Thousands of women on Friday poured onto the streets of Democratic Republic of Congo’s capital Kinshasa to protest against the M23 rebels in the biggest against the rebels’ capture of the eastern Congo city of Goma on Tuesday.
Coming from all walks of life, the women took to the streets to denounce the M23 rebels, and the failure of the Congolese army and United Nations peacekeepers to stop the rebels’ advance.
The women held signs denouncing the M23 rebellion as a “Rwandan and Ugandan aggression.” With some chanting “MONUSCO should go, they don’t do their job”. MONUSCO is the United Nation’s Stabilization Mission in the Democratic Republic of Congo
A UN Group of Experts report released on Wednesday said that Rwanda and Uganda “cooperated to support the creation and expansion of the political branch of M23 and have consistently advocated on behalf of the rebels.” The report said that Rwanda’s Defense Minister James Kabarebe is the de facto commander of the M23.
The protesters asked for MONUSCO’s mandate to be strengthened. They said they would camp at its headquarters until their concerns had been addressed.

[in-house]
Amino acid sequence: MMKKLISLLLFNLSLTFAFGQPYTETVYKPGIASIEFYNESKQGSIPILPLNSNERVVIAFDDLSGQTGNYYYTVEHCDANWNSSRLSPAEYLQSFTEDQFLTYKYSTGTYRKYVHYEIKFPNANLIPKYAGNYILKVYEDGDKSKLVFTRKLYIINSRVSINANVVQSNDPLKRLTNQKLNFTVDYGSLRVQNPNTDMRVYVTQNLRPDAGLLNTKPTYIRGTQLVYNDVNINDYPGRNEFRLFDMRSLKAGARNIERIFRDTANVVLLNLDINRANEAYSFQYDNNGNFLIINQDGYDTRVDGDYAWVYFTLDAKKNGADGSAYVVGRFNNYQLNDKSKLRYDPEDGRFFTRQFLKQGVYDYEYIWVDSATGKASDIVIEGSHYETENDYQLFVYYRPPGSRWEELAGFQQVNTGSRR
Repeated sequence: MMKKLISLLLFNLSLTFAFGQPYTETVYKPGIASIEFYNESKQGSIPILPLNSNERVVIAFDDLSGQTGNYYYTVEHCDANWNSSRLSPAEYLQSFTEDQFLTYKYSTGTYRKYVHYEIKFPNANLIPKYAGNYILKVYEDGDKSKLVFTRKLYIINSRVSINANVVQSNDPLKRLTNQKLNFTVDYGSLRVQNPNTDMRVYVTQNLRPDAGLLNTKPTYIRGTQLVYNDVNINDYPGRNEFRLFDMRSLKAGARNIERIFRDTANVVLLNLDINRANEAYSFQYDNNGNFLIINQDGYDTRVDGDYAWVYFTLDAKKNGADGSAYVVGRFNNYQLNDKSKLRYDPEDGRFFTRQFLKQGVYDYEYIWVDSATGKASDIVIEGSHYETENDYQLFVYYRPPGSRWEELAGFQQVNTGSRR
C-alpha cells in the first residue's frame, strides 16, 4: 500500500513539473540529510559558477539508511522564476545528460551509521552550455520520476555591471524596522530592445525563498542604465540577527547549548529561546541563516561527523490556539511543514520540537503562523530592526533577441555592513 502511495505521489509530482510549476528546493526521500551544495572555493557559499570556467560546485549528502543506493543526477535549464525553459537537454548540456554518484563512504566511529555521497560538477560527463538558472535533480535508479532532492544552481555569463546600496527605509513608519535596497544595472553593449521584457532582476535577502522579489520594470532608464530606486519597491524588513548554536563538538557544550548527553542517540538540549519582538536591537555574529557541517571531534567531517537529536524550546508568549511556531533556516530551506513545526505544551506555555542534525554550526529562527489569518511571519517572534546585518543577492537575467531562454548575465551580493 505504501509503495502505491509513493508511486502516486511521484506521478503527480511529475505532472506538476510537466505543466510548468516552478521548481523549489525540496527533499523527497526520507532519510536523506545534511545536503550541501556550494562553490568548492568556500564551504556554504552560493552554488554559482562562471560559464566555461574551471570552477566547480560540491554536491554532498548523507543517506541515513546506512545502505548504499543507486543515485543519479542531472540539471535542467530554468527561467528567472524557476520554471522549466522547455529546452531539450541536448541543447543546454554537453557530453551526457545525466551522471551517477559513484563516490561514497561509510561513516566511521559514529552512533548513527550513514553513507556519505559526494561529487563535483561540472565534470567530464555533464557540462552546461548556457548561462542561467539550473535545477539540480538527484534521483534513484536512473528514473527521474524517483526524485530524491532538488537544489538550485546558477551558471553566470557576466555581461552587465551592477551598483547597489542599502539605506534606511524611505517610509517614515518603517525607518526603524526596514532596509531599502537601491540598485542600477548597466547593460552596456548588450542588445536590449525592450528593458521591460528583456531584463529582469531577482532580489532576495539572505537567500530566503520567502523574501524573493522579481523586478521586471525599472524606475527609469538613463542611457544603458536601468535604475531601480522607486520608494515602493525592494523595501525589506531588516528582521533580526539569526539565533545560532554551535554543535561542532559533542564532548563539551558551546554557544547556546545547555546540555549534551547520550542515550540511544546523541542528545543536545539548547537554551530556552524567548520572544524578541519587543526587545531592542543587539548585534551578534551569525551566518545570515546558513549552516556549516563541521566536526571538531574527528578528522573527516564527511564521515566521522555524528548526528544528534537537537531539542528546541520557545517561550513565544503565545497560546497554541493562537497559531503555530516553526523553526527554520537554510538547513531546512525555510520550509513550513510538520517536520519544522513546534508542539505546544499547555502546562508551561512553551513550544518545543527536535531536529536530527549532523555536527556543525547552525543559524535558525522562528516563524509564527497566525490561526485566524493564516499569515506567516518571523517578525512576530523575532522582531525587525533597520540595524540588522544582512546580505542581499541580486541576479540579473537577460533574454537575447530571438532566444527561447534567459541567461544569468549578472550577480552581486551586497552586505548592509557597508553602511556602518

Women have borne the brunt of armed groups’ exactions in DR Congo for more than a decade. They, better than anyone else, know how horrific it is like to leave under rebels’ control.
Meanwhile, Presidents from the great lakes region are meeting in Kampala today over the crisis in the eastern DR Congo with media reports going round about the presence of M23’s leader Sultan Makenga.
At least 10 presidents are expected to attend the meeting to be chaired by President Museveni at the Commonwealth Resort Hotel in Munyonyo.
Presidents Museveni, Kabila and Kagame met earlier in the week and called on the M23 rebels to withdraw from Goma, a call the rebels have since rejected.
The U.S early this week called on Uganda and Rwanda to use their “influence on M23” and end the hostilities.